Millennials (ages 18 to 34) are starting to save for retirement earlier than any other generation, according to a new study. Many are investing by age 22, compared with baby boomers who started on average at age 35, says USA Today.
That’s a good thing, because the current U.S. “fiscal gap,” – the present value difference between future projected spending (including servicing the official debt) and future taxes – grew to a mindboggling $222 trillion last year — the largest of any country in the world relative to the economy. Taxes on future generations would have to increase by 21.5 points to close the fiscal gap.
“Putting our fiscal house in order in a generationally balanced way should be an imperative for both parties,” says Laurence Kotlikoff and Nick Troiano in a Roll Call editorial. “We cannot continue to ignore the economic and moral injustice being wrought on future generations because of our inability or unwillingness to face the facts.”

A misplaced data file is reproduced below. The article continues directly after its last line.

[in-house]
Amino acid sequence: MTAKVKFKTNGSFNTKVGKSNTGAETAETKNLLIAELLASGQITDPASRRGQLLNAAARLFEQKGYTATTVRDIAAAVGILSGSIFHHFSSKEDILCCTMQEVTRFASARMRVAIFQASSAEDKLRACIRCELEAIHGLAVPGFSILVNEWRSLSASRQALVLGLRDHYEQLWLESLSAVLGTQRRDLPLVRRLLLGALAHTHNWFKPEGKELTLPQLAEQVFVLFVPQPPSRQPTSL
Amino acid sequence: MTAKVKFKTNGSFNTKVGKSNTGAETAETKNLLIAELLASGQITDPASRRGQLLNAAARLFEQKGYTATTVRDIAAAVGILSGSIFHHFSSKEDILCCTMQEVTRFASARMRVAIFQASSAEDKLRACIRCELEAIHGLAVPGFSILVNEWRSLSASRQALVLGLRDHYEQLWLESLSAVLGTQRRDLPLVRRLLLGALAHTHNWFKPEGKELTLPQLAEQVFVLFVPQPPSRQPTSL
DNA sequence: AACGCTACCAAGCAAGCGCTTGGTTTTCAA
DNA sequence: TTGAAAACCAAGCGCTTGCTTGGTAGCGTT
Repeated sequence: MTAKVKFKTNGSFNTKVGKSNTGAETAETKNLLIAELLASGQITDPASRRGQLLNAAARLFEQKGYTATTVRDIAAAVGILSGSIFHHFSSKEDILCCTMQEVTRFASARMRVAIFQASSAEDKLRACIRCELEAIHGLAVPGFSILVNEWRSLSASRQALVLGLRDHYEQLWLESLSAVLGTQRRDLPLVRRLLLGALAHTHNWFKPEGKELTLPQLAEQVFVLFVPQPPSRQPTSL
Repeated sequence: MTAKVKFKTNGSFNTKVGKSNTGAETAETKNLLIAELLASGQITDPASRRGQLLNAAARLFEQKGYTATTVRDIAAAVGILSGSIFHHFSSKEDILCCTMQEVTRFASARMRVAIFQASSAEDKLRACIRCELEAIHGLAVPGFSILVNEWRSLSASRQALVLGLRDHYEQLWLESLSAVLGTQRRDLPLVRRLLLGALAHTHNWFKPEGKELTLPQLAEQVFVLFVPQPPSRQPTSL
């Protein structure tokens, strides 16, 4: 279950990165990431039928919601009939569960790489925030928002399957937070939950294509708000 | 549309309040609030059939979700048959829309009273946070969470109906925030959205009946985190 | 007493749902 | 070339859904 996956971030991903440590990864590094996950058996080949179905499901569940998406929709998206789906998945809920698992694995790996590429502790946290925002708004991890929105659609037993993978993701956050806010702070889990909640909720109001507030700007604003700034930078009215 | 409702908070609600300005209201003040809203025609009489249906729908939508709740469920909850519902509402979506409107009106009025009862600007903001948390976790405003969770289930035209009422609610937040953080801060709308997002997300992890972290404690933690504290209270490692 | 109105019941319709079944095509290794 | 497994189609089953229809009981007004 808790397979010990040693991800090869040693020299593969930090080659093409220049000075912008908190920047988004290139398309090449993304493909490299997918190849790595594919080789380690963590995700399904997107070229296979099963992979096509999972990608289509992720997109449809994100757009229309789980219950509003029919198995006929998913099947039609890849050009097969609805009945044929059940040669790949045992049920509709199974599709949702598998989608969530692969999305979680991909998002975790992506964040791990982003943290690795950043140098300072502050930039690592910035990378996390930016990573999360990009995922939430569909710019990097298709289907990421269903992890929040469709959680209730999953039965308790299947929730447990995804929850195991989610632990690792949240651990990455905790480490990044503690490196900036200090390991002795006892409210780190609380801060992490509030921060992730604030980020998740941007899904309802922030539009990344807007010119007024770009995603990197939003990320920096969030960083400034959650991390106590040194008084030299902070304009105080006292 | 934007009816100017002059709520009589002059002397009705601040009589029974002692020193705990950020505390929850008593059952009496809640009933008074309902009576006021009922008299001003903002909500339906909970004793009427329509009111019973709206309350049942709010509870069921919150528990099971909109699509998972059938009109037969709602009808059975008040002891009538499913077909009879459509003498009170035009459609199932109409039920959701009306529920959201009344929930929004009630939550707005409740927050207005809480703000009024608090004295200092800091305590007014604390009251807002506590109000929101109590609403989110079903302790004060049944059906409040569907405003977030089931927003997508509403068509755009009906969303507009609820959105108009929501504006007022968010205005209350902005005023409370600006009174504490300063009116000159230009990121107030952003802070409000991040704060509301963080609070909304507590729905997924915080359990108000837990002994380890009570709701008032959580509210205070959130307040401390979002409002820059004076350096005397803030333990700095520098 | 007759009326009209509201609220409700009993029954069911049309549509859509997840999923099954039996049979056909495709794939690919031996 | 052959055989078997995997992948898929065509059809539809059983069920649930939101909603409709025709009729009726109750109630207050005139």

As an employer, and a parent and a graduate of Georgia public schools, I am pleased that the Foundation has undertaken this project. (The report card) provides an excellent tool for parents and educators to objectively evaluate our public high schools. It will further serve a useful purpose as a benchmark for the future to measure our schools’ progress.